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It’s no secret that I am not a fan of cooler temperatures. That being said, one of the silver linings is that it makes me want to cuddle on my couch with a good book! I definitely did quite a bit of reading during October; in fact, I even surpassed my goal of reading 3 books this month!
Someone recently asked me why I love reading so much and still make it a frequent habit, even though I am incredibly busy with working full-time and taking part-time college classes. I don’t mention it on my blog often, but I grew up poor and had a difficult childhood due to my parents’ divorce and some other situations. Reading was (and still is) an escape for me. Even as a kid, I knew that reading would make me smarter and that education was my key to a better future. Even if I physically can’t travel somewhere new, reading transports me to faraway lands and exposes me to new ideas. As the saying goes, “Readers become leaders.” It makes my heart ache when people say they “hate” reading, because to me, that says that they’re not open to new ideas, new ways of life, or improving themselves.
If you’re new around these parts, Recent Reads is a monthly blog series where I recap the books that I read the previous month. I’ve been an avid reader since I was 6 years old and I’ve read thousands of books since then…. but reading so many books can be a problem because I tend to forget what I’ve previously read! I believe that life is too short and there are too many good books to spend time re-reading books, so I created this blog series as a way of recording which books I’ve read and to inspire others in finding new books to read as well.
I used to read anywhere from 5-20 books per month, depending on my life situation at the time. Right now, my goal is to read 3 books per month. As a reminder, I provided a summary of the books (either from Amazon or GoodReads) in italics with my review beneath that.
In Evicted, Princeton sociologist and MacArthur “Genius” Matthew Desmond follows eight families in Milwaukee as they struggle to keep a roof over their heads. Hailed as “wrenching and revelatory” (The Nation), “vivid and unsettling” (New York Review of Books), Evicted transforms our understanding of poverty and economic exploitation while providing fresh ideas for solving one of 21st-century America’s most devastating problems. Its unforgettable scenes of hope and loss remind us of the centrality of home, without which nothing else is possible.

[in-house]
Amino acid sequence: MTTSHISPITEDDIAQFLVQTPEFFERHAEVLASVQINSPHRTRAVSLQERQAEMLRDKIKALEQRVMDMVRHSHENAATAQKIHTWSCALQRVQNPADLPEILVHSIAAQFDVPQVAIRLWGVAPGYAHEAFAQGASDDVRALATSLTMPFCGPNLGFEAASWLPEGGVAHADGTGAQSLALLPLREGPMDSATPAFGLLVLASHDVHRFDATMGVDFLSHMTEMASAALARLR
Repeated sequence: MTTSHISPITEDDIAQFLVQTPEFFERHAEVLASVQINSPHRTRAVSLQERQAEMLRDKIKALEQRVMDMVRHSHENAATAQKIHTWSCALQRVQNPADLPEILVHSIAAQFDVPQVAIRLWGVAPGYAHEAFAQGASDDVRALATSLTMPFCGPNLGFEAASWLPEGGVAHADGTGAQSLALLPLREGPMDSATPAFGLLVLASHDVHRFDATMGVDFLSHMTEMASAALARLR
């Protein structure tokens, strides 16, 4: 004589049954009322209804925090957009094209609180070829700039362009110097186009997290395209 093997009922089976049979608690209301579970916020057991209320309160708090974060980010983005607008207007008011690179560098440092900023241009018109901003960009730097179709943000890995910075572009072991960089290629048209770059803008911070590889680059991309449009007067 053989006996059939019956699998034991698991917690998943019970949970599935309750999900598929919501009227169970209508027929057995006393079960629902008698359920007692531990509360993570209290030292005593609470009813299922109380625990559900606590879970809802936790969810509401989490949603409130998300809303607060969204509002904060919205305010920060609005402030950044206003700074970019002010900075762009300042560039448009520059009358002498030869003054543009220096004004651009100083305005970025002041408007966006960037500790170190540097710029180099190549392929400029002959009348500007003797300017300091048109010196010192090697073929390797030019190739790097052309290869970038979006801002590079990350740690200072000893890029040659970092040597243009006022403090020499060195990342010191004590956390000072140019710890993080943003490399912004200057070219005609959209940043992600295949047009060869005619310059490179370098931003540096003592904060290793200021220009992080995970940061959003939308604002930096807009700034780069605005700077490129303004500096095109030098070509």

This book was really informative about why many renting families can’t break the cycle of poverty and how many landlords become wealthy off their low-income tenants. Andrew and I are a unique situation in that we chose to rent a house while we’re stationed in north Iowa (because we have no ties to the area and have a 0% chance of being re-stationed here in the future.) The perception that we’ve experienced here in regards to renting is that it’s for lower-income people or people saving to buy their own house. Coming from a military community where renting is seen more positively and is a convenience with moving every few years, this has been a real eye-opener for us! We’ve had some not-so-pleasant experiences in both rental-house hunting and with our current landlords that I obviously won’t be sharing on this blog 😉 This book was even more enlightening than my experience as a renter in a civilian community. However, it was a tough read; it felt more like a sociology research paper at times. Even I struggled with getting through it at times (and I was a few credits short of a Sociology minor!)
In the late 1950s, Glen Allan, Mississippi, was a poor cotton community. For many, it was a time and place where opportunities were limited by social and legal constraints that were beyond their control. It was a time and place where few dared to dream. Based on his own life experience, Pulitzer nominee Clifton Taulbert has teamed up with entrepreneur thought leader Gary Schoeniger to create a powerful and compelling story that captures the essence of an entrepreneurial mindset and the unlimited opportunities it can provide. Drawing on the entrepreneurial life lessons Taulbert learned from his Uncle Cleve, Who Owns the Ice House? chronicles Taulbert’s journey from life in the Mississippi Delta at the height of legal segregation to being recognized by Time magazine as “one of our nation’s most outstanding emerging entrepreneurs.” Who Owns The Ice House? reaches into the past to remind us of the timeless and universal principles that can empower anyone to succeed.
I know you’re not supposed to judge a book by its cover, but I will be honest: I did with this book. I had no idea what the title “Who Owns the Ice House?” meant so I assumed that this book wouldn’t be interesting (clearly I didn’t read the sub-title.) Y’all, I LOVED this book! The lessons in this book show what makes a good entrepreneur, but more importantly, how anyone can change their circumstances in life. The overall theme behind this book is one that I think anyone and everyone needs in their life, and I wouldn’t hesitate to recommend this book to every single person.
What books did you read in October?